Whether or not her latest move is truly a change of mind or just a sly preparation for a future alliance with the Greens-which has become the agenda-setting party-her move isn't showing great results. Voters have viewed her turnaround with cynicism.
Ever since the 1970s, large parts of the German electorate have had an implacable (and mostly irrational) aversion to nuclear power. Despite the fact that the earthquake in Japan was on the other side of the world, the prevailing question in debates was what it meant for Germans. Rumours of panic-buying of Geiger counters turned out to be untrue, but it was somehow revealing that people were prepared to believe them. True, Germans are not the only ones who fear another Chernobyl. Italians recently voted overwhelmingly against Berlusconi's proposal to build new nuclear power stations. But this is very different from closing down a large industry that produces a quarter of Germany's electricity. And, by the way, Italy regularly suffers major earthquakes, most recently at L'Aquila in 2009; Germany doesn't.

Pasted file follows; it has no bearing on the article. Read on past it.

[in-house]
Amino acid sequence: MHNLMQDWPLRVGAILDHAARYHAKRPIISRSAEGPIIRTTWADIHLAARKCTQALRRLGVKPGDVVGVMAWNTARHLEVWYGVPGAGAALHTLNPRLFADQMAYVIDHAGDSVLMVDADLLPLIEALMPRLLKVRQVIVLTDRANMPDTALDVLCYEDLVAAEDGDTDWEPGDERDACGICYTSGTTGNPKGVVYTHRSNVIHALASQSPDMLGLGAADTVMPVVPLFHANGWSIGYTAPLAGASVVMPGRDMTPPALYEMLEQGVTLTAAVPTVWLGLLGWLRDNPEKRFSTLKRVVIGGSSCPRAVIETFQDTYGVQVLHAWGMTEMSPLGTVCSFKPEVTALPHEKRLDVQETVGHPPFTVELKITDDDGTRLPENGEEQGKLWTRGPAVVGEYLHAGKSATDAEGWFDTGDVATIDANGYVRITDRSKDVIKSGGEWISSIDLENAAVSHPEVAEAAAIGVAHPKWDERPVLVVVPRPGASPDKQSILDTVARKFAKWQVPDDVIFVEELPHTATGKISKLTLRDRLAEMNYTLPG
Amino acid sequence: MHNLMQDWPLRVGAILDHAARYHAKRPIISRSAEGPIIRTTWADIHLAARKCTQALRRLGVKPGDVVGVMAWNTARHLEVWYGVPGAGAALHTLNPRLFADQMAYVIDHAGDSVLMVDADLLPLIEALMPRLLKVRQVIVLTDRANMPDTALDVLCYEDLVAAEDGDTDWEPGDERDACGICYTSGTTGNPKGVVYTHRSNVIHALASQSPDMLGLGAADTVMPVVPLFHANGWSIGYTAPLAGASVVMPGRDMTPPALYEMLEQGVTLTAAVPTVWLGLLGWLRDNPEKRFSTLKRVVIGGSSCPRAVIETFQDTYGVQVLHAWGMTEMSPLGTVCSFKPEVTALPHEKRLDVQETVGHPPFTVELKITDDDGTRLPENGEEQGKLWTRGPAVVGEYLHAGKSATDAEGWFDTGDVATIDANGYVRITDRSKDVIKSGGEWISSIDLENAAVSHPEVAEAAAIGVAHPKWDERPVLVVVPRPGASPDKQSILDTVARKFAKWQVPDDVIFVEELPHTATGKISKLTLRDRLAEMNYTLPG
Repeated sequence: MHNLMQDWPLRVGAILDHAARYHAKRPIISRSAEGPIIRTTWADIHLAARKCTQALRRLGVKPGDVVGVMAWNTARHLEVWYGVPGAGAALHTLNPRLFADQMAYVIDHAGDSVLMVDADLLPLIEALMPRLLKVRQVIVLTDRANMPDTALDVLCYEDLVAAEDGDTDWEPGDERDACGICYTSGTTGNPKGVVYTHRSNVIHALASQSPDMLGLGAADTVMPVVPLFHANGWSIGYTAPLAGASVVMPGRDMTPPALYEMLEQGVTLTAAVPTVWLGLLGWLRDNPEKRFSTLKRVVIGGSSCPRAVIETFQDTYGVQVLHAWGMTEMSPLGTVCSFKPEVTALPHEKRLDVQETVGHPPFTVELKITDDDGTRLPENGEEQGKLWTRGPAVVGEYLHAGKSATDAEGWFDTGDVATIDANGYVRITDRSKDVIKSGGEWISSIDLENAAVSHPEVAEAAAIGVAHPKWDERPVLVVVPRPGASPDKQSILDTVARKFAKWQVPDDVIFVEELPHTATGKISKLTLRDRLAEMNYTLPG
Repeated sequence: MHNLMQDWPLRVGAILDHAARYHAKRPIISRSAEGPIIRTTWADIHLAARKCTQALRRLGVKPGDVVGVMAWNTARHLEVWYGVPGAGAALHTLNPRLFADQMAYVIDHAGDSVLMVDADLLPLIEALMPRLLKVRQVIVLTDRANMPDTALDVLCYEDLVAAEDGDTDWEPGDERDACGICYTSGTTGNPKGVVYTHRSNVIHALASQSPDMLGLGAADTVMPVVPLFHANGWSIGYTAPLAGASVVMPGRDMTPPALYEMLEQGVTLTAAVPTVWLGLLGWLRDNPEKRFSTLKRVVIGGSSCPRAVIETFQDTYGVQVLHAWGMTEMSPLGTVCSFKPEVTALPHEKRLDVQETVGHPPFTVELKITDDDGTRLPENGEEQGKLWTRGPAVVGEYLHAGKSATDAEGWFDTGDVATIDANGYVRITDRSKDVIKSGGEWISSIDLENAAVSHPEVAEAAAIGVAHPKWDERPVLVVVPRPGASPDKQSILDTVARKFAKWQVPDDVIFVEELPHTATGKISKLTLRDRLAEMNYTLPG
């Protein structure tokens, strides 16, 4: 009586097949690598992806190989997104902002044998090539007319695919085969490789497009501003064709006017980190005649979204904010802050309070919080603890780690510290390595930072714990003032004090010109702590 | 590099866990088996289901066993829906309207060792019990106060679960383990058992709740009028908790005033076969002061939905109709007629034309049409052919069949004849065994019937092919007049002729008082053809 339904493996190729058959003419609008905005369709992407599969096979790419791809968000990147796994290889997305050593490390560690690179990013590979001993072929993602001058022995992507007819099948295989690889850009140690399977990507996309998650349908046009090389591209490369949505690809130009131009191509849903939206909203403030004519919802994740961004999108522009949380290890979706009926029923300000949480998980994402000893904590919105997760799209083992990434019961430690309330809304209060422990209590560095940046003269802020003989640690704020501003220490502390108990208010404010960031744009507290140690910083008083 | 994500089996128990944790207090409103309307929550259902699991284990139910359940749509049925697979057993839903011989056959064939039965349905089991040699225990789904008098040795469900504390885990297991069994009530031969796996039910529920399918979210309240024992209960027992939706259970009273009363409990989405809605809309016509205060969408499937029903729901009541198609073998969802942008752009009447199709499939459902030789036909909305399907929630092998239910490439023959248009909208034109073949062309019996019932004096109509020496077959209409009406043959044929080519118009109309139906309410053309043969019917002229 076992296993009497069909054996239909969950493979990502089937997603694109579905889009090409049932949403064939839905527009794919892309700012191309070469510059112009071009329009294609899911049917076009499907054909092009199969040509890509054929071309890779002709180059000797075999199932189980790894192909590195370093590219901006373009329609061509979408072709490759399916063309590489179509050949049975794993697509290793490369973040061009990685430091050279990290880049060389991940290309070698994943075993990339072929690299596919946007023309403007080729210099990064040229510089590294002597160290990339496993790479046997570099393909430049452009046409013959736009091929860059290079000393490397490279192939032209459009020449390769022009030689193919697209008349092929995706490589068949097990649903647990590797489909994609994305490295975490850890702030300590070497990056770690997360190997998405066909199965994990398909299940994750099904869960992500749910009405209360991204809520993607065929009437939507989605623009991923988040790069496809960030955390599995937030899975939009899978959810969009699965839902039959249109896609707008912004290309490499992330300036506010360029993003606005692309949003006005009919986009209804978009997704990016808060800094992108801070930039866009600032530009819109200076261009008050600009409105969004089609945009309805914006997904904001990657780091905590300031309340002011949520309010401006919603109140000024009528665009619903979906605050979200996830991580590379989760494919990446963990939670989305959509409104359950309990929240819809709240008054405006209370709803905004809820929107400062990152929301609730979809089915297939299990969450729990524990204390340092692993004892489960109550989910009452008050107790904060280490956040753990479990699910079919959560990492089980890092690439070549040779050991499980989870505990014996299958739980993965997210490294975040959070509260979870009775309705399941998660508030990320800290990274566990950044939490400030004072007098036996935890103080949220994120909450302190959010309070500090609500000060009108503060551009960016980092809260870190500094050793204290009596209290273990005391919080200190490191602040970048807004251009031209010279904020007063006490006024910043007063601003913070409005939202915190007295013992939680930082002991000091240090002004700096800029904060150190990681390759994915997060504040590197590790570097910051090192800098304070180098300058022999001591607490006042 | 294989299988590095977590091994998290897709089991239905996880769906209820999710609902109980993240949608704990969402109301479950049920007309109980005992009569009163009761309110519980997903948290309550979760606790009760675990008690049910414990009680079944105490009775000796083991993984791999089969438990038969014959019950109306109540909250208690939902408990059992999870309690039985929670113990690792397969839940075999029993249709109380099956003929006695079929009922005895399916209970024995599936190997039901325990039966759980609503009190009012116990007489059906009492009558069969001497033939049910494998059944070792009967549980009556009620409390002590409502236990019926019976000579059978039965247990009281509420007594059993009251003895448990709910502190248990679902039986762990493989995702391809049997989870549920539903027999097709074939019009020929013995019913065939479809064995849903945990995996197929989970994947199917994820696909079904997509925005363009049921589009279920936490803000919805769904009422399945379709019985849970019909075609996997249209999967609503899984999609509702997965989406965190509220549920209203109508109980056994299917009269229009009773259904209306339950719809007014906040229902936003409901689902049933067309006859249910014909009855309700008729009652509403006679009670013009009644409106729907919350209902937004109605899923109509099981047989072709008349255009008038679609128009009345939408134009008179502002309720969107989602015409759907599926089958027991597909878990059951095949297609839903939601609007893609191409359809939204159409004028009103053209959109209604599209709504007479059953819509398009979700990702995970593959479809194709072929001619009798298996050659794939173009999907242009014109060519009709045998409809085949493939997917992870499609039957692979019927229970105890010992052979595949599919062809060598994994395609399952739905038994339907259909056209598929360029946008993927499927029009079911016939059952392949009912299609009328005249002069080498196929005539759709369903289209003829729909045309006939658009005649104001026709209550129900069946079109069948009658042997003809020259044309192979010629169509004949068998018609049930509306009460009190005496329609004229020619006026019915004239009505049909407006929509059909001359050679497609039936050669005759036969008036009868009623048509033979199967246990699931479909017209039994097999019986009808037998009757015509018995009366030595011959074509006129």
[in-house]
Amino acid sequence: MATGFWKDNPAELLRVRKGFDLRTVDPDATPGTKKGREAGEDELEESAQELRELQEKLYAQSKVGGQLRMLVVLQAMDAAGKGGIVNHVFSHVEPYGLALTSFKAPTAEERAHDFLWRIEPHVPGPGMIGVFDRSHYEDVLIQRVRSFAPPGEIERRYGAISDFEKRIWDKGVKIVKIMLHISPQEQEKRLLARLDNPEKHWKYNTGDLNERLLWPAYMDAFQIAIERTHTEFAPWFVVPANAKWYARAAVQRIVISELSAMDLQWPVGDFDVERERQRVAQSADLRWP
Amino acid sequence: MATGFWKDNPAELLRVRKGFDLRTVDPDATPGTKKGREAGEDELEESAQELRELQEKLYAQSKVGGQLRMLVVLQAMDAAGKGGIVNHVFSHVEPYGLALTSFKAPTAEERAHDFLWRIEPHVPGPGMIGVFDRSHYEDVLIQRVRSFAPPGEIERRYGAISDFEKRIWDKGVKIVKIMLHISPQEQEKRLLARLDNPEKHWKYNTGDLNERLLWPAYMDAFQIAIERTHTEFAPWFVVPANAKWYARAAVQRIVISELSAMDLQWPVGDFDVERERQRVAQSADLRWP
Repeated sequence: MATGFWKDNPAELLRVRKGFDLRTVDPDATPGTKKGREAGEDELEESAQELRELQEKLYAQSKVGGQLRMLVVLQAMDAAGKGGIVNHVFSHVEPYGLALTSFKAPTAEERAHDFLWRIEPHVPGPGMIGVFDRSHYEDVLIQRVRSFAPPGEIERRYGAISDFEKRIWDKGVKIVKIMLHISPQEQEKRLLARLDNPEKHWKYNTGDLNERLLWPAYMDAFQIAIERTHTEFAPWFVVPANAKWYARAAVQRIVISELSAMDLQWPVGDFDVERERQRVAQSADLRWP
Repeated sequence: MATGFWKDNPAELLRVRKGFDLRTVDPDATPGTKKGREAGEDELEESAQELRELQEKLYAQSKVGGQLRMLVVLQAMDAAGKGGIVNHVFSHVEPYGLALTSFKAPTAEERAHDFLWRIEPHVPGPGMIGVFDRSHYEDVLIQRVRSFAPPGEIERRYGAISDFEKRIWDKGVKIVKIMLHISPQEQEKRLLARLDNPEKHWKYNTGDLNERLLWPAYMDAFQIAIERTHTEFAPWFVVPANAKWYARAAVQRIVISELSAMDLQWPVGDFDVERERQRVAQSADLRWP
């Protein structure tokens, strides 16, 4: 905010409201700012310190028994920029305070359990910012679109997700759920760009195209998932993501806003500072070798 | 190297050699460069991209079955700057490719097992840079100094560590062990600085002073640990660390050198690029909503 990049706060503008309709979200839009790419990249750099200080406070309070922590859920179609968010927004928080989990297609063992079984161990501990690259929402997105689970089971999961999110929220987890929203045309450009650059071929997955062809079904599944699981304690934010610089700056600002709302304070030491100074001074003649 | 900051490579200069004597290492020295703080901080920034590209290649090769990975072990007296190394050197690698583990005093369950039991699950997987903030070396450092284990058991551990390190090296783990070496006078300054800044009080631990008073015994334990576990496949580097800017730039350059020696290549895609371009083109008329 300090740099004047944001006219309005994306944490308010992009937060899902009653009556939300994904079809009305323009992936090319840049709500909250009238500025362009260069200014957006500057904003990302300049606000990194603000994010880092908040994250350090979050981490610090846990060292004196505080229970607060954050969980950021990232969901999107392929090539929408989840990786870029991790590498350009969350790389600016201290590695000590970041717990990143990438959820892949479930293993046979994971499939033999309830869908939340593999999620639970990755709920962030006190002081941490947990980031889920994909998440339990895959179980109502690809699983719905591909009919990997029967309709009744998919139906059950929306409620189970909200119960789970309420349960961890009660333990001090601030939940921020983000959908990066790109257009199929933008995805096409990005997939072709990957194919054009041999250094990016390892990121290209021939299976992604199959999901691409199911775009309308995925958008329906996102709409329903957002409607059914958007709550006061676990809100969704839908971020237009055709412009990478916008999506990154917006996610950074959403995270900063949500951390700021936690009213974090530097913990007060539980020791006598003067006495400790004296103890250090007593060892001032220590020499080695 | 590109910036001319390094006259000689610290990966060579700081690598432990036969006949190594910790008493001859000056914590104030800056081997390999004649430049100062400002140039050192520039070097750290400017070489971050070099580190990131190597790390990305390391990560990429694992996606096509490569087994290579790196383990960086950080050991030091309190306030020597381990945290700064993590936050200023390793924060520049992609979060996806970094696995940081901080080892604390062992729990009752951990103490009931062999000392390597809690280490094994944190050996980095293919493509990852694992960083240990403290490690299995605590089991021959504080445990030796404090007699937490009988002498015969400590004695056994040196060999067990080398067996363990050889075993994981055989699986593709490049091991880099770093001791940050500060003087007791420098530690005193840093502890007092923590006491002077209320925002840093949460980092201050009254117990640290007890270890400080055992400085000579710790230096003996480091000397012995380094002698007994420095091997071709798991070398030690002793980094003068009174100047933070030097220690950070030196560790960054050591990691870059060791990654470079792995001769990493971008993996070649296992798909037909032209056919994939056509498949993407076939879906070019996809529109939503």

One may interpret this existential angst as a form of concern for the world as a whole, but the tone in which Germans called for action suggested that it was more about safety in their own backyard. The mood is inward-looking, even reclusive. Hostility to nuclear power resonates with the mainstream of German society. Today, the Greens are on the upswing. This spring they humiliated Mrs Merkel in Baden-Württemberg, which her Christian Democrats had ruled for six decades, and in the city-state of Bremen. The stereotypical image of the bearded Green in a hand-knitted jumper has been replaced by that of the yummy mummy.
Ironically, while priding itself on the novelty of its self-confidence, Germany may be losing its grip. Every so often the moral certainty that Germany is behaving as well (or better) than its neighbours turns into self-centred hysteria. When that happens, instead of the politics of liberty and progress, we get the rhetoric of beansprouts and nuclear power plants.